Going into this game it was clear that Texas would need to play a near-perfect, if not perfect, game in order to steal a victory in Chapel Hill. It was not to be. #5/6 North Carolina displayed their full arsenal of talent and easily handled Texas, 82-63. .
Texas was outmanned at every position. While the Longhorns are competing this season without their three best players and NBA first rounders from a year ago, Roy Williams was blessed with the decisions of John Henson, Tyler Zeller, and Harrison Barnes to return to school. All three are future pros and their experience and skill was on full display in the blow-out victory.
And, honestly, if it wasn't those three, the rest of the Tar Heels are as good as this year's version of the Longhorns. Kendall Marshall, PJ Hairston, Reggie Bullock, and James McAdoo are also all future NBA players. Needless, to say this was going to be a tough hill to climb and a real test of where this young Texas team really is.
Before I get into a few comments player by player, I caution all Longhorn fans not to read more into this blow-out loss to one of the best teams in the country than what we "learned" in blow-out wins to teams from the Southland Conference. Texas is not an elite basketball team this season, like North Carolina clearly is, nor should the ‘Horns be ignored either. This is a very young team, with six freshmen among only nine contributors, that still has lots of room to grow.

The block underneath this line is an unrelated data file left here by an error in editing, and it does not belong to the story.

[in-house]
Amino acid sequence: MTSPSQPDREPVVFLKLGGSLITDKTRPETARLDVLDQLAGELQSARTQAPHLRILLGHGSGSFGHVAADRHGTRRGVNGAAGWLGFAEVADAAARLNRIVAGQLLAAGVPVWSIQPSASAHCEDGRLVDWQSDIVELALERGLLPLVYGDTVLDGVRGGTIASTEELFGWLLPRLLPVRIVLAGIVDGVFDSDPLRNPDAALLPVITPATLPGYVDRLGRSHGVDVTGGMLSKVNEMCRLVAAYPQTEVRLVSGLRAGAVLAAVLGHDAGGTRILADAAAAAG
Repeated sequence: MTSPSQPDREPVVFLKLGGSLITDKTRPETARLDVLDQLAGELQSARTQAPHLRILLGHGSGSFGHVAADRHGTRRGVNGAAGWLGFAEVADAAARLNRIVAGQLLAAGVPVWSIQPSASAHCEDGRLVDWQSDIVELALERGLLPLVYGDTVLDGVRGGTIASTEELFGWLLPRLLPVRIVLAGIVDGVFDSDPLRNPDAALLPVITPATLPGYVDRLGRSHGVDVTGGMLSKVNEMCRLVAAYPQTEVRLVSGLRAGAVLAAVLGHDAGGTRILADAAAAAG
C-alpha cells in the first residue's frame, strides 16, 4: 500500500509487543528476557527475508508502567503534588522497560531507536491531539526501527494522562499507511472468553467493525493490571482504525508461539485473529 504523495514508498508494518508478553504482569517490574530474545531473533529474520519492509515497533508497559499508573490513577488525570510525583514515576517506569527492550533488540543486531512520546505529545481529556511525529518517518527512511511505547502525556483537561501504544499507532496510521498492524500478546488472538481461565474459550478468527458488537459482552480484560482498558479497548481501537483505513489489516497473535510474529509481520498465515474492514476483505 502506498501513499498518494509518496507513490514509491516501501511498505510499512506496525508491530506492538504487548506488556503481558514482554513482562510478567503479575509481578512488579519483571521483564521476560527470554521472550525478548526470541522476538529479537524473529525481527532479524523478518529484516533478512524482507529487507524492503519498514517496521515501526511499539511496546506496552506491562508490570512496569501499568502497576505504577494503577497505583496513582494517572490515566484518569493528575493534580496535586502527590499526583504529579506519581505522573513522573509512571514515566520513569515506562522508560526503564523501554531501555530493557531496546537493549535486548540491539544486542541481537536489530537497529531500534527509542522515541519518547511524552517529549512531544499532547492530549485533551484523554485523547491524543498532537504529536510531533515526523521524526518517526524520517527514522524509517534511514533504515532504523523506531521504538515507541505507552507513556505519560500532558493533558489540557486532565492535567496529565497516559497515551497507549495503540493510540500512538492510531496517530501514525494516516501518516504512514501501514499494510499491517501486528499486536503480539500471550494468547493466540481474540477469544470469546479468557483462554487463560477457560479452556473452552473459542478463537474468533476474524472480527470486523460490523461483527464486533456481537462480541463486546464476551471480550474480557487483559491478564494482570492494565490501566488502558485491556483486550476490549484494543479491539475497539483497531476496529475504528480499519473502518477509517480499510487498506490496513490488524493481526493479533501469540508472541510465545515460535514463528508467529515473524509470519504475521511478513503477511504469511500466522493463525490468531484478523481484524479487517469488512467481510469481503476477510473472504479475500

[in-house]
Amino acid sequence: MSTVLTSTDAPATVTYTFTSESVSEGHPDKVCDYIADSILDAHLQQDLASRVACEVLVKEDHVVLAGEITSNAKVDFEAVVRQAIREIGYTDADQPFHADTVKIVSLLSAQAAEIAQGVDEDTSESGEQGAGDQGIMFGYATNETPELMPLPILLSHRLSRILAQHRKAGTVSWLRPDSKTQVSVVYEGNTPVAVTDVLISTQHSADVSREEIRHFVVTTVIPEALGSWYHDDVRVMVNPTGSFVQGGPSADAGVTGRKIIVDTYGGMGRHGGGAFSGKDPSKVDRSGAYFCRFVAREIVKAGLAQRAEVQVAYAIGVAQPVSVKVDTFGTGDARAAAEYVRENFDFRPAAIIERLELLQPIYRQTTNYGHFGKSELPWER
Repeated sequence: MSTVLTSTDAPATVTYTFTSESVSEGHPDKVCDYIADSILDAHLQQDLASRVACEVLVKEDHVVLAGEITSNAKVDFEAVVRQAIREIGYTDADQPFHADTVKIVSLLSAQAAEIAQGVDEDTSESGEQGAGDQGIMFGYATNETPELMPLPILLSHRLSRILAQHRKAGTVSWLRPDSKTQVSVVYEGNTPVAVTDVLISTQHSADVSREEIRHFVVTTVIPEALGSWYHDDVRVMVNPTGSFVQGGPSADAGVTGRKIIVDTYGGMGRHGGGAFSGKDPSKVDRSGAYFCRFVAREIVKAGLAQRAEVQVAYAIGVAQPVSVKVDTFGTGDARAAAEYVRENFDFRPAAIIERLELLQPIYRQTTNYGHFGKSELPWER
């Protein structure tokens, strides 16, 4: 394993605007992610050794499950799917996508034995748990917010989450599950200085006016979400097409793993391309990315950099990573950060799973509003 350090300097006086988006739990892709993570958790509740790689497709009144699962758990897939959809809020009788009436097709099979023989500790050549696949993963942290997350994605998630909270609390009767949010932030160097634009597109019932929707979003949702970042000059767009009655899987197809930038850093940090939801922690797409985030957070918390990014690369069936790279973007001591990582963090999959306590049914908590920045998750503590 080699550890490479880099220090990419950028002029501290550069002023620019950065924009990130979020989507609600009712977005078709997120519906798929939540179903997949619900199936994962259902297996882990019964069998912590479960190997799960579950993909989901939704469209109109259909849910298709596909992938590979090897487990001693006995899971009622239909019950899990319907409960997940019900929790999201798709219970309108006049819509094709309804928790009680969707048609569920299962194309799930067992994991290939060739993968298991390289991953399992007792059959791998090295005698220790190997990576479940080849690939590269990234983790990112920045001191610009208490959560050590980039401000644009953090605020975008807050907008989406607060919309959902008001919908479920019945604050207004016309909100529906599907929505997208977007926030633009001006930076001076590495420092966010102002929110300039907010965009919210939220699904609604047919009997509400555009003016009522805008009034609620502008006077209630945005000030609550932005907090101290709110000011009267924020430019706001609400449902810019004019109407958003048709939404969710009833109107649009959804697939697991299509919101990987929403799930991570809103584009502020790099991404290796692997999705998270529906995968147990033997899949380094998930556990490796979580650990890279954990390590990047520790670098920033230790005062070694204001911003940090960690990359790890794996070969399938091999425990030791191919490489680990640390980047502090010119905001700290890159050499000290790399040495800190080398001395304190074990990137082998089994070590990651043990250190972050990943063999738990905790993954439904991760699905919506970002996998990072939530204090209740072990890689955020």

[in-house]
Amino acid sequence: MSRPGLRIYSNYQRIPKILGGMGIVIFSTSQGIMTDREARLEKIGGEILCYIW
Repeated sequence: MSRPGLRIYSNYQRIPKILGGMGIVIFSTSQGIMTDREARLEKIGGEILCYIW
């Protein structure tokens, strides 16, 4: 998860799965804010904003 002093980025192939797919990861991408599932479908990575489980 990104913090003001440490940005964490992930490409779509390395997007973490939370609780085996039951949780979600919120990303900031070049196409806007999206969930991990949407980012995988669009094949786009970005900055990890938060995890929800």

This was a whooping, no question about it. Join me after the jump to find a few positives and some thoughts player by player.
First Half: 39-23 North Carolina
Texas didn't do much of anything right in the first half. And sad to say, it could have been worse. The young Longhorns didn't take care of the basketball, didn't find shooters in transition, and let the Carolina length completely disrupt what they wanted to do on offense.
Texas wasn't going to sneak into the Dean Dome and win if J'Covan Brown and Myck Kabongo didn't protect the ball like it was a first born son. Too often the Texas guards broke down their defenders on the perimeter but then had nowhere to go when the Carolina frontline rotated across to help. Kabongo fired a pass to the wing out of bounds; Gibbs was stripped in traffic in the paint; and Brown lost control of the ball multiple times while trying to split the double team off a high ball screen.
There were too many turnovers, too many quick shots, too little off-the-ball movement and screens on offense, too many lost shooters in transition, and too many missed defensive rebounds. When that many things go wrong over 20 minutes against a top-notch ball club, you find yourself down 16 and basically out of the game. And that is exactly what happened.
With the game not really in reach in the second half, let's skip to the player notes.
Myck Kabongo 15 minutes, 1 point (0-2, 0-2 3PFG, 1-2 FTs), 0 rebounds, 1 assist, 1 steal, 4 turnovers
Throughout the first half, I was curious why Myck wasn't attacking Kendall Marshall off the dribble. He clearly had the advantage with his quickness and ball skills but was mostly resigned to moving the ball around the perimeter and firing the occasional jumper. The answer came in the second half. Kabongo apparently has been suffering from low back problems, possibly caused by a collision in practice. Barnes elected to have Myck sit for most of the second rather than risk further injury.